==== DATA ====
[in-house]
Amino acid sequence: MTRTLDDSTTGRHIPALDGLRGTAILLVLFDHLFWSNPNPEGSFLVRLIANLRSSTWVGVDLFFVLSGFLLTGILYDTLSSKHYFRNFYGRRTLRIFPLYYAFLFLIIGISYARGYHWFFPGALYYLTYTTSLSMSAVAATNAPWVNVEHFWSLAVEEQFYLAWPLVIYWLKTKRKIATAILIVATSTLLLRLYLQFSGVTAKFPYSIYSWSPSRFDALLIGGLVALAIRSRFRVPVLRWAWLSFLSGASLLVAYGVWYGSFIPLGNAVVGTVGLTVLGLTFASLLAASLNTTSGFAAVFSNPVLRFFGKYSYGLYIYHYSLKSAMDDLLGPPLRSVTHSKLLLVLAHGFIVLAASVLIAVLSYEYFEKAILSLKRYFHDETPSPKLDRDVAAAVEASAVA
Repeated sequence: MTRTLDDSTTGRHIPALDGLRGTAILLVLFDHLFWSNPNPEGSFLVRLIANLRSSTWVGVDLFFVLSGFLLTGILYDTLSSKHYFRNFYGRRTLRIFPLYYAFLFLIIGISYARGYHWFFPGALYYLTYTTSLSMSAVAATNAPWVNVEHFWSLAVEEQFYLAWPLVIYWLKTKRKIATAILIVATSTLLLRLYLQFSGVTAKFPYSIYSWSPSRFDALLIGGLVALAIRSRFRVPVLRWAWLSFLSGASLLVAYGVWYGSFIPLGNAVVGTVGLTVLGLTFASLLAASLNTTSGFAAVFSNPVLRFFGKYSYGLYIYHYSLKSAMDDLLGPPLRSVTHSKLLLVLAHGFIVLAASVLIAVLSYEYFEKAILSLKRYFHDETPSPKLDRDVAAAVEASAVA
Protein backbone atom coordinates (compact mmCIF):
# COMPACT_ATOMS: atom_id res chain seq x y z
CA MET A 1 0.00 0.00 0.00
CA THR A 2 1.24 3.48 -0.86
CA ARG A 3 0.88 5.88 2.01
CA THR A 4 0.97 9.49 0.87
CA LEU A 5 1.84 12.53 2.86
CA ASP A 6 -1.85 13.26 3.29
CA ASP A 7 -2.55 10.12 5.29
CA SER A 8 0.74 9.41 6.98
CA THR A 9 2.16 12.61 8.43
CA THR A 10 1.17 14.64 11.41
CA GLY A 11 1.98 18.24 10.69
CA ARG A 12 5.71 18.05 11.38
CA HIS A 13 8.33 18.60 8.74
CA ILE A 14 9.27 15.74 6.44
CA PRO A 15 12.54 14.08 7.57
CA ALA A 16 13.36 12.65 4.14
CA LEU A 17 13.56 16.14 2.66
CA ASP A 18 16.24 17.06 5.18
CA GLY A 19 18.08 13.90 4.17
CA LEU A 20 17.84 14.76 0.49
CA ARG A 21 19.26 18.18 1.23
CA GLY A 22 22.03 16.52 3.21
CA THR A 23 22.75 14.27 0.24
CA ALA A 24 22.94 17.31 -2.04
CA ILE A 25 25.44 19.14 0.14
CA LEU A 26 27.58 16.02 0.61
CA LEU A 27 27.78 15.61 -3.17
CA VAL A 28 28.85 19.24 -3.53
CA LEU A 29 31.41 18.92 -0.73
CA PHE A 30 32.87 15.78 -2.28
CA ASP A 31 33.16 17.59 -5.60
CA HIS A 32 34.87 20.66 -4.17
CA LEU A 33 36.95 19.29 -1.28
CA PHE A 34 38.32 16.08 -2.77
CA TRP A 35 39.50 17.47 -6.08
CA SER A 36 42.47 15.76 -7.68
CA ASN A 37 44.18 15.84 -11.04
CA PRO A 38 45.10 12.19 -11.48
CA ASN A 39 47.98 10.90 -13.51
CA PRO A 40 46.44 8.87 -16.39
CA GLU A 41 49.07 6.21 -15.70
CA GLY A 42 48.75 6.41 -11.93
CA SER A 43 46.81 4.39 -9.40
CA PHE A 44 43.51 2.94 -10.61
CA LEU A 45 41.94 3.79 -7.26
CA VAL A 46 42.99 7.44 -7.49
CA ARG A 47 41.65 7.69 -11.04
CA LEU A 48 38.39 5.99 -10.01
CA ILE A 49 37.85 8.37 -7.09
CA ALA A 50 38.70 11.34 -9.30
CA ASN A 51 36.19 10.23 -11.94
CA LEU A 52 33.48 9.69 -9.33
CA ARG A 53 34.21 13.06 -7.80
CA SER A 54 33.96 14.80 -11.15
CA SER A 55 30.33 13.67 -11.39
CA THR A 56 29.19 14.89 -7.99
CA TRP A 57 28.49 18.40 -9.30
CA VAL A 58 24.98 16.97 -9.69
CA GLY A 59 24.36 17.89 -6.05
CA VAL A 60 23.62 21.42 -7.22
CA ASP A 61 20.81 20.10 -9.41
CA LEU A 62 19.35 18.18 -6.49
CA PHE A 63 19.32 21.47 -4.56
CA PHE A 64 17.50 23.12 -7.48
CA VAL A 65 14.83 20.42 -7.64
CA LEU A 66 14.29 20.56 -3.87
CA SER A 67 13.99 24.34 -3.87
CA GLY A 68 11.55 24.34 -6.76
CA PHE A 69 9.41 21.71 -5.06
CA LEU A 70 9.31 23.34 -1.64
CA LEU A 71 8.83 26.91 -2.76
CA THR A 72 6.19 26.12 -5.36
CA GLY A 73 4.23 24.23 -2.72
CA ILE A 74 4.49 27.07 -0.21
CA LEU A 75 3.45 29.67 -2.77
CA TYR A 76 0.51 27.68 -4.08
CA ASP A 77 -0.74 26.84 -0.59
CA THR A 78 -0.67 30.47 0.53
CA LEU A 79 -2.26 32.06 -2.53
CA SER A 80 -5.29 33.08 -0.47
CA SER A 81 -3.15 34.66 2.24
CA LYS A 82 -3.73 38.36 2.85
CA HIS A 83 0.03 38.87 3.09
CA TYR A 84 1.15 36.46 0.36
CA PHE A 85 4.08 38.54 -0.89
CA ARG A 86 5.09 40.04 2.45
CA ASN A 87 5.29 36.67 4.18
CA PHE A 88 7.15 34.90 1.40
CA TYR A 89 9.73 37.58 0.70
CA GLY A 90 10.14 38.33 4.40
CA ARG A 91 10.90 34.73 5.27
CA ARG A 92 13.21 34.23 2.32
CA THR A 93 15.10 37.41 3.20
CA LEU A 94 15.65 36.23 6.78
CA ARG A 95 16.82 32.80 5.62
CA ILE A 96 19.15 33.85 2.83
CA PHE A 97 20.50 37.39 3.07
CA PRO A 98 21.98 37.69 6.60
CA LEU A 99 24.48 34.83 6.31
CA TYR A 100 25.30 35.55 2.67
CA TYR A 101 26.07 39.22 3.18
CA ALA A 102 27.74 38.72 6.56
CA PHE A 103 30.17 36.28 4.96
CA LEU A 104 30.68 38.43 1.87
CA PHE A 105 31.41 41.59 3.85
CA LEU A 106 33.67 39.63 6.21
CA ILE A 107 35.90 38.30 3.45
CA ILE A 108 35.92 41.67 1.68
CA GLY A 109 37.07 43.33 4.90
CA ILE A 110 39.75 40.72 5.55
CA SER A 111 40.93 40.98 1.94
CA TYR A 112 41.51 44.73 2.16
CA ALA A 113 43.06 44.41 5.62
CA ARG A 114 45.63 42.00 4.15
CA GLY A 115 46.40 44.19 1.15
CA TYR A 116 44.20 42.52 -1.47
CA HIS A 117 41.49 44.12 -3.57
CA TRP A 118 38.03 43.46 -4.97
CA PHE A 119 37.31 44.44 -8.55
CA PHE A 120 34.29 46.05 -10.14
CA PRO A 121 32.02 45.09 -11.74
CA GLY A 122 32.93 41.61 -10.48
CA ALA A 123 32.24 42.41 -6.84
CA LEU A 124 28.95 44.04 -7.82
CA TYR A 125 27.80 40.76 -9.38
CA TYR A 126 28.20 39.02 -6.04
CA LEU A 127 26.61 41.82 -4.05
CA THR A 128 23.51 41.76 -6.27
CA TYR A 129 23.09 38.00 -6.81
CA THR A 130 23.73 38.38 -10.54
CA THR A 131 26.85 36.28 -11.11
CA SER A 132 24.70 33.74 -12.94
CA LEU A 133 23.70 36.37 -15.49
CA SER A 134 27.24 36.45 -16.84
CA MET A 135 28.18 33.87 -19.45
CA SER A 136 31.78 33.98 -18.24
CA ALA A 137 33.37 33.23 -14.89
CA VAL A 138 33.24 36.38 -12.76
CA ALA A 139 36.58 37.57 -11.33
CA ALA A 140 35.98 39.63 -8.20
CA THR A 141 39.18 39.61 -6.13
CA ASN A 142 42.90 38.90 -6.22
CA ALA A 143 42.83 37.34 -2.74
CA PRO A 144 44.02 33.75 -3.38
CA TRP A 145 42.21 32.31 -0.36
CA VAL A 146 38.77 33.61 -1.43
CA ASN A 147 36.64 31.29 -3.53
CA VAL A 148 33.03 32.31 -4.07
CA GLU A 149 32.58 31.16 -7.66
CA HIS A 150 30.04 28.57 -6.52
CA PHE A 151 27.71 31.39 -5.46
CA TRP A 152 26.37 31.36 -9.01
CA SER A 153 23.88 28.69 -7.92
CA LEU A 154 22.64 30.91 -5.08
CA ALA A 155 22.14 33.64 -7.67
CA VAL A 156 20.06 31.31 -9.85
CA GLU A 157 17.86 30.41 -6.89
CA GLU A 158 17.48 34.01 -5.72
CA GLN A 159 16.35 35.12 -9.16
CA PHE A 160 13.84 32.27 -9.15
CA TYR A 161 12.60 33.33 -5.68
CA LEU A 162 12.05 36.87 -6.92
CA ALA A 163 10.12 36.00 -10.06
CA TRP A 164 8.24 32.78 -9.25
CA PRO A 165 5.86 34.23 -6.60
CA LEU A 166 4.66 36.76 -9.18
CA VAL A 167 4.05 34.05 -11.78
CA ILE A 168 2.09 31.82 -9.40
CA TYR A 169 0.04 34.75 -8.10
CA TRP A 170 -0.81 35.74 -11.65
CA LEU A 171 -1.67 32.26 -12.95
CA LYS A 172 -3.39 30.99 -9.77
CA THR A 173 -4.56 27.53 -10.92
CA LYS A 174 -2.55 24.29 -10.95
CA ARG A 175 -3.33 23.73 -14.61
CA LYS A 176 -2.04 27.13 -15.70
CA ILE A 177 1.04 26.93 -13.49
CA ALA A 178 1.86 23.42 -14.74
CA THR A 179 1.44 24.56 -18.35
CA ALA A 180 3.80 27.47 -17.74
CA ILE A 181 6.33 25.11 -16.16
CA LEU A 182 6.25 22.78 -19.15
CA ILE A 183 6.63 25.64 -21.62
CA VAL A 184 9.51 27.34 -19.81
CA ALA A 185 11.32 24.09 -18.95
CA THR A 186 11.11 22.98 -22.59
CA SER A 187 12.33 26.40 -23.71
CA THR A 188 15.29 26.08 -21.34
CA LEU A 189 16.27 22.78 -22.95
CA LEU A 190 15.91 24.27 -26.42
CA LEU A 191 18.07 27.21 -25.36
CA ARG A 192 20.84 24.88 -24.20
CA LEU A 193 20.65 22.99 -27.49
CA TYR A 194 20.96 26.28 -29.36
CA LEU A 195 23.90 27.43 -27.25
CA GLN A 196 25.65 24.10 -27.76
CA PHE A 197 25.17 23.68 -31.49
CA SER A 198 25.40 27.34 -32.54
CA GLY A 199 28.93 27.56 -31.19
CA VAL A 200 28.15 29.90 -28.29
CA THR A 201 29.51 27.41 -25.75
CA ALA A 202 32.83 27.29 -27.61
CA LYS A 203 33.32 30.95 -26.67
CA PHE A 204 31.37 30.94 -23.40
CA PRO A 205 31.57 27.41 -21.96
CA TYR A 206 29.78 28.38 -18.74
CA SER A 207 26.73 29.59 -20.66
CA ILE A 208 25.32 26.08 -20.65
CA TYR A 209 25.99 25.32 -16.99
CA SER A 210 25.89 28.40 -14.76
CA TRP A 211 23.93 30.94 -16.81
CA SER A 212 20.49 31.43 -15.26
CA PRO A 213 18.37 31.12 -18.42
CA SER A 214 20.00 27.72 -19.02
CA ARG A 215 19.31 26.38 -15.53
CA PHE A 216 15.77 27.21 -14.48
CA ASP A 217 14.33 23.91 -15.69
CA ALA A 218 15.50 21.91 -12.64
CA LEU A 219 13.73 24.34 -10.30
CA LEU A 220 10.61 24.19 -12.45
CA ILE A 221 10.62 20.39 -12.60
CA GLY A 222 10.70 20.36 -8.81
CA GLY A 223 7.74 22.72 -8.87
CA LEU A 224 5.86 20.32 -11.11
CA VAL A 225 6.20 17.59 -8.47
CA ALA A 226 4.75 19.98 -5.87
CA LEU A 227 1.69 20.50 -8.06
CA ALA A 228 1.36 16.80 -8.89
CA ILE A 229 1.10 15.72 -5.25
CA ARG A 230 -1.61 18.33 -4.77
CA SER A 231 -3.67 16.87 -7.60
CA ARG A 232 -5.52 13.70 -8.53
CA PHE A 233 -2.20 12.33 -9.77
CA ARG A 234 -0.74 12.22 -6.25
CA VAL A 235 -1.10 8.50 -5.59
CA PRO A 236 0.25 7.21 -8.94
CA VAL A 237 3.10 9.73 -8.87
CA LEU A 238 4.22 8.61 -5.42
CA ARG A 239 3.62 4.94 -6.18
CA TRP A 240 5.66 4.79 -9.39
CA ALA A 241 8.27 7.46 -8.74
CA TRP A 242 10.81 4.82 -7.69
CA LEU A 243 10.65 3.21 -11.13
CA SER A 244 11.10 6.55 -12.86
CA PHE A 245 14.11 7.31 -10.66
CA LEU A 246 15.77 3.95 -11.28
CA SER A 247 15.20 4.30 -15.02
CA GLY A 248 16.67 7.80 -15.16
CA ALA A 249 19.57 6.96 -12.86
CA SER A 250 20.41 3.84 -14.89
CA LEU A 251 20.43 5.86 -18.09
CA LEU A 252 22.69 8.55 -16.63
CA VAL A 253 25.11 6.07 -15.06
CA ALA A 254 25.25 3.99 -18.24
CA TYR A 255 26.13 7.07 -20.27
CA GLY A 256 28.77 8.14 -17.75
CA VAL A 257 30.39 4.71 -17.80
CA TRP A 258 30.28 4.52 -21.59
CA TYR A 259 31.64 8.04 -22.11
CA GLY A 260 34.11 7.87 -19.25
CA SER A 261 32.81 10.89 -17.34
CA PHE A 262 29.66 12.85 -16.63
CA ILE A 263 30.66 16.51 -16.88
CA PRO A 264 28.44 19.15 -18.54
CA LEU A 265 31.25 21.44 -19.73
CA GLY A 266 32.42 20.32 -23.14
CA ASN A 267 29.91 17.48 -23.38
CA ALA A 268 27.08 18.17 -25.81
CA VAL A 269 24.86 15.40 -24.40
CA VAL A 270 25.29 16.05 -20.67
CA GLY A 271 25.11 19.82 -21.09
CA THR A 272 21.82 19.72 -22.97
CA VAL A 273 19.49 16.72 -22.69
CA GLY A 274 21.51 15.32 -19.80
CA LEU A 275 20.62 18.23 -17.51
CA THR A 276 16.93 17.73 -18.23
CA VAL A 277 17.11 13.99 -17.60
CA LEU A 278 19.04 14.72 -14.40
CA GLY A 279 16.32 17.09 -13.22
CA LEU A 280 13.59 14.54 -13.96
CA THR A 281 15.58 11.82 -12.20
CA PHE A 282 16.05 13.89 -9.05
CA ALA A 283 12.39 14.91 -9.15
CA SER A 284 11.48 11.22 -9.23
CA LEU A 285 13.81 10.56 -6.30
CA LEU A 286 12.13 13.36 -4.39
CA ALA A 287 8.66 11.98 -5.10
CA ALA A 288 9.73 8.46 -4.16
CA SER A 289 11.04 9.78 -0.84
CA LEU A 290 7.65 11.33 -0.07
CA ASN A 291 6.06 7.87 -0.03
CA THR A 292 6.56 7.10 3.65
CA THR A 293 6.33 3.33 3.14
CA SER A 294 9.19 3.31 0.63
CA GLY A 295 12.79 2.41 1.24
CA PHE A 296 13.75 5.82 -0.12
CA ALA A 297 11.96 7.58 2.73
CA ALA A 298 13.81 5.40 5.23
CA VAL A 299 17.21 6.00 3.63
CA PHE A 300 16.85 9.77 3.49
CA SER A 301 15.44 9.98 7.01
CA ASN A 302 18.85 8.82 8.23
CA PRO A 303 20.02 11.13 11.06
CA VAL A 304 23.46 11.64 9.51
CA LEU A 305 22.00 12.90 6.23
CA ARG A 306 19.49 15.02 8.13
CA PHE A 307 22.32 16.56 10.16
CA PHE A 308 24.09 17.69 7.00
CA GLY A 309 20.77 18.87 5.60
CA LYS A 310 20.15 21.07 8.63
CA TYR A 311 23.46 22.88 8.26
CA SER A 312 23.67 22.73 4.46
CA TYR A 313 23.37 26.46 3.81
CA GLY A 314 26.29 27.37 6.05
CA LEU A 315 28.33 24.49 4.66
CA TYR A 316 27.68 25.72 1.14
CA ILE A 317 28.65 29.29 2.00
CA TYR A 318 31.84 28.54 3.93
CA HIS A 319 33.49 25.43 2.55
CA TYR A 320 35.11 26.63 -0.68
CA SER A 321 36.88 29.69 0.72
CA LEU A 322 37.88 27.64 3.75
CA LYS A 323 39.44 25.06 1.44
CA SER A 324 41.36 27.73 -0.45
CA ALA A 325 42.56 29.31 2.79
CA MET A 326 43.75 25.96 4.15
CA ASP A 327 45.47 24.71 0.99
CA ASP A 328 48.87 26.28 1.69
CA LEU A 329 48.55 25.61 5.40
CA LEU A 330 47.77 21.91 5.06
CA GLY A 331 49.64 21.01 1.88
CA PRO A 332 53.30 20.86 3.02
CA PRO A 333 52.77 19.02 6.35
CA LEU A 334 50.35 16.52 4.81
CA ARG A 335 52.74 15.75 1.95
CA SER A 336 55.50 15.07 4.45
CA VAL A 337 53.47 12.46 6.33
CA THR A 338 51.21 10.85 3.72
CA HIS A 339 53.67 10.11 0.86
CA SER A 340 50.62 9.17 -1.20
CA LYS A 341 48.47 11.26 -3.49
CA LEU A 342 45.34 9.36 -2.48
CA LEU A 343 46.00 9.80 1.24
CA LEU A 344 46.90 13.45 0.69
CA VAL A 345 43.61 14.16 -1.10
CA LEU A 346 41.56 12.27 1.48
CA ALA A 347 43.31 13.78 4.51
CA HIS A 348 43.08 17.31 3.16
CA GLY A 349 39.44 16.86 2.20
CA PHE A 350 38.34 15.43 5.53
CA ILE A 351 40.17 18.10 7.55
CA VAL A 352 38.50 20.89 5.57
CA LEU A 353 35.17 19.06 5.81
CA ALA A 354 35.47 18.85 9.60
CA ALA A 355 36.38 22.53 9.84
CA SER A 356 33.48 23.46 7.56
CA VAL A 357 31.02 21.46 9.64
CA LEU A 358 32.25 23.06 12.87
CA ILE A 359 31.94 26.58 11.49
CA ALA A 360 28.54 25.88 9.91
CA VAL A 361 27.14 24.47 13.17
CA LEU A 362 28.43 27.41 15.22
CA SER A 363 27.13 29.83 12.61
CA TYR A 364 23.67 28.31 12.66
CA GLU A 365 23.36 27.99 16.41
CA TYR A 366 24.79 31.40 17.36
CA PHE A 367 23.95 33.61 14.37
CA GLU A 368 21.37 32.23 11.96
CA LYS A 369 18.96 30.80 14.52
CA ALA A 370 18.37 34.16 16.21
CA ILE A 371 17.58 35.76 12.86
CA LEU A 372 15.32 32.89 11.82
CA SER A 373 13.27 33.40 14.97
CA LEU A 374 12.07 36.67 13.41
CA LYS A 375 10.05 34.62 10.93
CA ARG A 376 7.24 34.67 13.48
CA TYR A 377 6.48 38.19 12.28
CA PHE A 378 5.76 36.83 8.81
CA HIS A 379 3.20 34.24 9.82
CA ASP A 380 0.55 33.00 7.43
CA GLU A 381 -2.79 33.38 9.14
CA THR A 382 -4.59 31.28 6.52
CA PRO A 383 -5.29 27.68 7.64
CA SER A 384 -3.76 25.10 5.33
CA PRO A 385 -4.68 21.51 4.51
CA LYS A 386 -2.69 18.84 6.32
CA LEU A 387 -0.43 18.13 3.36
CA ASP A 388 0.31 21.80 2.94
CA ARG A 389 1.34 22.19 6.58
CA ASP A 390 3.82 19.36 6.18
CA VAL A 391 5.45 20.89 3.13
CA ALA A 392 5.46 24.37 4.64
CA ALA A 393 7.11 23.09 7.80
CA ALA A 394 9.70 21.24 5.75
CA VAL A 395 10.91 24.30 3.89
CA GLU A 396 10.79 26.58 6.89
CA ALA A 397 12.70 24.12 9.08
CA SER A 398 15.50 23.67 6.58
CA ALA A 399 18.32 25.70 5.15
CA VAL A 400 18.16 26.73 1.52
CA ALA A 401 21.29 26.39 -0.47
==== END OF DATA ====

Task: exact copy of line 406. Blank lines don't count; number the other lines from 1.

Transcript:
CA ALA A 401 21.29 26.39 -0.47